Similarities Between Up Milling and Down Milling

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If you haven’t heard about milling, it’s a process that involves removing material from a workpiece using rotary cutters. It is basically cutting metals or making them into specific shapes using a special machine. The two most common and basic milling operations are plain milling and end milling. Milling processes can be further divided into up milling and down milling. Up milling produces a chip that gets thicker and the chip gets thinner in down milling. While there are significant differences between the two milling operations, the two also share some commonalities. In this article, we look at some important similarities between up milling and down milling that are worth considering.

What is Up Milling?

Up milling is a conventional milling process wherein the tool rotates against the direction in which the workpiece is fed. This means the cutting edge of the tool engages the workpiece at the lower end and gradually works its way up, opposing the feed direction. This is the reason conventional milling is also known as up milling. The chip is thicker when the cutting edge leaves the contour, forcing tool pressure at the contour.  In simple terms, the workpiece moves toward the cutter while opposing the direction of rotation. This method is usually not preferred for milling.

What is Down milling?

Down milling, also known as climb milling, is the process wherein the cutter rotates in the same direction as the feed, cutting with the feed direction. The motion of the cutter is in the same direction as the feed motion in down milling. The cutting edge starts at the upper end of the workpiece and moves down. The tool tends to push down toward the table. For this reason, this process is called down milling. This is typically preferred for CNC contour milling 

Key Similarities between Up Milling and Down Milling

Same Cutter Geometry

– Both up milling and down milling are common milling processes that involve using a rotary cutter to remove material from the workpiece. The cutter rotates against the direction of feed in up milling, while it rotates in the same direction of feed in case of down milling operations. However, the geometry of the cutter remains the same in both processes. This results in the creation of various shapes and features.

Similar Cutting Force

– The primary objective is material removal in both processes. The rotating tool gradually cuts the material to achieve the desired shape or dimension. The cutting force is highest at the beginning and it gradually decreases as cutting progresses. This cutting force is the force that is applied to the cutter while cutting the workpiece. Up milling and down milling have similar cutting forces but different directions.

Same Maximum Chip Load

– The maximum chip load is the same in both up milling and down milling if feed per tooth remains constant. The chip load is the material removed by each cutter tooth and the maximum chip load is the limit before the cutter starts to break. It is proportional to the specified feed per tooth. The overall volume of material removed for both milling operations is the same. This is because the same amount of material gets removed in each tooth engagement.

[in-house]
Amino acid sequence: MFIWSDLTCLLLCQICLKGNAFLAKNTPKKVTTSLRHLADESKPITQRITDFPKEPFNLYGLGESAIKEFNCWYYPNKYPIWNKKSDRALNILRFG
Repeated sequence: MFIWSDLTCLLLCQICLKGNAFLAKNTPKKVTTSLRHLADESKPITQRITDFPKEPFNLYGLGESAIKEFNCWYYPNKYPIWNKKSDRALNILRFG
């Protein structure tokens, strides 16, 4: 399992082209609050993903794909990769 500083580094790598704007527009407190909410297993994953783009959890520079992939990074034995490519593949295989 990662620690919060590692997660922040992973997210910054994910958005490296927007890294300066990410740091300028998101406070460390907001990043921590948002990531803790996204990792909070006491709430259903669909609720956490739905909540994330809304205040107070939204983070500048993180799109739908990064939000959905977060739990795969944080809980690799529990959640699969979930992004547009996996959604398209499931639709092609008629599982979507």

Same Machine Tools

– Both up milling and down milling can be performed using a variety of milling machine tools, such as vertical milling machines, horizontal milling machines, CNC machining centers, etc. The selection of the appropriate machine depends on the specific milling operation and workpiece requirements. In addition to these common machine tools, there are also some specialized machine tools used for both processes. The choice of machine tool also depends on the size and complexity of the workpiece.


In a nutshell, both up and down milling are two similar milling processes that have their fair share of pros and cons. Despite the similarities, they are quite different on the grounds of chip disposal, surface finish, etc. One of the major advantages of up milling is that tool wear is not affected by the surface condition of the workpiece. One of the many advantages of down milling includes a surface finish that is not affected by the built-up edge if one is created on the cutting edge. While up milling process is generally used for roughing whereas down milling is preferred for finishing purposes.


Is down milling better than up milling?

Up milling’s force opposes the feed direction, while down milling’s force goes in the same direction as the feed. In up milling, the tool wear is not affected by the surface condition of the workpiece. 

What is the difference between upcut and downcut milling?

Upcut milling and downcut milling are essentially synonymous with up milling and down milling, respectively. In upcut milling, the cutter rotates against the feed direction, while the cutter rotates in the same direction as the feed in down milling.

What are the advantages of down milling over up milling?

Advantages of down milling include reduced cutting forces, less heat generation, smoother surface finishes, and a reduced tendency to have tool marks on the part. The cutter engages with the workpiece in the same direction as the feed. This makes it preferable for finishing operations and machining delicate materials.

What is the golden rule of milling?

The golden rule of milling is to always use climb milling (down milling) when possible. However, it’s advisable to choose up milling only when the climb milling process is not feasible or could cause issues like workpiece lifting or chatter.

Why is down milling preferred?

Down milling is preferred for several reasons: it generates less cutting force, resulting in reduced tool wear and less power consumption. It also produces a smoother surface finish, which is beneficial for finishing operations.

Author: Sagar Khillar

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